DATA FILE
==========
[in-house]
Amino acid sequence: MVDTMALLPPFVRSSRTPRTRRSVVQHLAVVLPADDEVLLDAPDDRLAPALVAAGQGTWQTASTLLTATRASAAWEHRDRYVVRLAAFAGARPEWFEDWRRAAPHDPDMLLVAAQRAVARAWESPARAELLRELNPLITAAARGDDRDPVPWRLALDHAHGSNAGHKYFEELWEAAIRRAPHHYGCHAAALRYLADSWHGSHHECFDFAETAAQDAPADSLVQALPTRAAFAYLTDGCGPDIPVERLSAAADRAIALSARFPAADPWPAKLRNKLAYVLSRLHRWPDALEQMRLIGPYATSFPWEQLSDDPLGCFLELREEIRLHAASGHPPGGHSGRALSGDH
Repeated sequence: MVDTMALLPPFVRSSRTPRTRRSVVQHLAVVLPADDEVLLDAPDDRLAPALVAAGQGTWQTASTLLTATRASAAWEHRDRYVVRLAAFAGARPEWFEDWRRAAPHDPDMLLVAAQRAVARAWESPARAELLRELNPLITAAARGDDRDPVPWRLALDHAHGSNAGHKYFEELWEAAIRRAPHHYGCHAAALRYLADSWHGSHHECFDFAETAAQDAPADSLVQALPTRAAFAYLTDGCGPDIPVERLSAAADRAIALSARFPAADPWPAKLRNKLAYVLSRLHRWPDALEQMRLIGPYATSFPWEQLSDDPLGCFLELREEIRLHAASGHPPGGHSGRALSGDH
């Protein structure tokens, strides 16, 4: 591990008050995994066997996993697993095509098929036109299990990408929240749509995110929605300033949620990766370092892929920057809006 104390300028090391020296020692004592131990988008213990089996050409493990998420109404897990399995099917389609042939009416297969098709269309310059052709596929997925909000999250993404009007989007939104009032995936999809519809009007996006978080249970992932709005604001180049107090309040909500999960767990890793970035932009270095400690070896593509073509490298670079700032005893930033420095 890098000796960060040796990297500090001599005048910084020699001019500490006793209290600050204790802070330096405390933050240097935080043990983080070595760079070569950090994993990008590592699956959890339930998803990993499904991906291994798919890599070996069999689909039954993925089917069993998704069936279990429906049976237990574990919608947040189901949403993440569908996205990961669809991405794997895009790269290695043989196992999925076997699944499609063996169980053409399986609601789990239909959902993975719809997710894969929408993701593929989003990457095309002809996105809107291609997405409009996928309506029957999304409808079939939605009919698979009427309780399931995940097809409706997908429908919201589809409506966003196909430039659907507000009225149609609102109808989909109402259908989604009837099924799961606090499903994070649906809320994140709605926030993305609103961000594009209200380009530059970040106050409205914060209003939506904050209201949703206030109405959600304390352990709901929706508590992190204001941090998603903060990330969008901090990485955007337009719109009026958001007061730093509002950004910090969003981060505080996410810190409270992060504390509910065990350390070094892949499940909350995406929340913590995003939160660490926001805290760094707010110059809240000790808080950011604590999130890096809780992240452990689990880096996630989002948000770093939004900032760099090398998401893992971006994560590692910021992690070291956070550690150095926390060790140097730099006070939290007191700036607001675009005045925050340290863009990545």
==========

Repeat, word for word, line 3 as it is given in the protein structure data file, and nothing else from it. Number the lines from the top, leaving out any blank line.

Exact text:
Repeated sequence: MVDTMALLPPFVRSSRTPRTRRSVVQHLAVVLPADDEVLLDAPDDRLAPALVAAGQGTWQTASTLLTATRASAAWEHRDRYVVRLAAFAGARPEWFEDWRRAAPHDPDMLLVAAQRAVARAWESPARAELLRELNPLITAAARGDDRDPVPWRLALDHAHGSNAGHKYFEELWEAAIRRAPHHYGCHAAALRYLADSWHGSHHECFDFAETAAQDAPADSLVQALPTRAAFAYLTDGCGPDIPVERLSAAADRAIALSARFPAADPWPAKLRNKLAYVLSRLHRWPDALEQMRLIGPYATSFPWEQLSDDPLGCFLELREEIRLHAASGHPPGGHSGRALSGDH